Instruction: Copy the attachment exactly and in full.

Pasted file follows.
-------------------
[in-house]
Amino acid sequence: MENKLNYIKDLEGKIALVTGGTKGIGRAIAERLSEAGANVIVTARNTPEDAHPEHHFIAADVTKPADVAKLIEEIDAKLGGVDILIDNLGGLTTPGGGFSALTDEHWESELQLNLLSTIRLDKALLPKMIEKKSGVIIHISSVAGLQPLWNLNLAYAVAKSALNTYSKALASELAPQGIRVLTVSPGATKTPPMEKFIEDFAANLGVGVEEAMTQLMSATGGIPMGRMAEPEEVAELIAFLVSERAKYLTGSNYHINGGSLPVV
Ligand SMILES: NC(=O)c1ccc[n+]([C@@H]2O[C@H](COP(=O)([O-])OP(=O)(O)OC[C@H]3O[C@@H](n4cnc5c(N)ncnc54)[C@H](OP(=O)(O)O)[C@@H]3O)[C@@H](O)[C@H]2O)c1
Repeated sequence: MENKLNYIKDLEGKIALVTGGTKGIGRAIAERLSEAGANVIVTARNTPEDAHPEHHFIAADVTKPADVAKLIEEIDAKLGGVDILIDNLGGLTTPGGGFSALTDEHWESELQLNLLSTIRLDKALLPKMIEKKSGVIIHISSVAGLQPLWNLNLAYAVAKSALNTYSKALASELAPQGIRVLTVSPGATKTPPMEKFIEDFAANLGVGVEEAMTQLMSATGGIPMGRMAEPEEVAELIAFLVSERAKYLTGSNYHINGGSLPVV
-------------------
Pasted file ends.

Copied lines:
[in-house]
Amino acid sequence: MENKLNYIKDLEGKIALVTGGTKGIGRAIAERLSEAGANVIVTARNTPEDAHPEHHFIAADVTKPADVAKLIEEIDAKLGGVDILIDNLGGLTTPGGGFSALTDEHWESELQLNLLSTIRLDKALLPKMIEKKSGVIIHISSVAGLQPLWNLNLAYAVAKSALNTYSKALASELAPQGIRVLTVSPGATKTPPMEKFIEDFAANLGVGVEEAMTQLMSATGGIPMGRMAEPEEVAELIAFLVSERAKYLTGSNYHINGGSLPVV
Ligand SMILES: NC(=O)c1ccc[n+]([C@@H]2O[C@H](COP(=O)([O-])OP(=O)(O)OC[C@H]3O[C@@H](n4cnc5c(N)ncnc54)[C@H](OP(=O)(O)O)[C@@H]3O)[C@@H](O)[C@H]2O)c1
Repeated sequence: MENKLNYIKDLEGKIALVTGGTKGIGRAIAERLSEAGANVIVTARNTPEDAHPEHHFIAADVTKPADVAKLIEEIDAKLGGVDILIDNLGGLTTPGGGFSALTDEHWESELQLNLLSTIRLDKALLPKMIEKKSGVIIHISSVAGLQPLWNLNLAYAVAKSALNTYSKALASELAPQGIRVLTVSPGATKTPPMEKFIEDFAANLGVGVEEAMTQLMSATGGIPMGRMAEPEEVAELIAFLVSERAKYLTGSNYHINGGSLPVV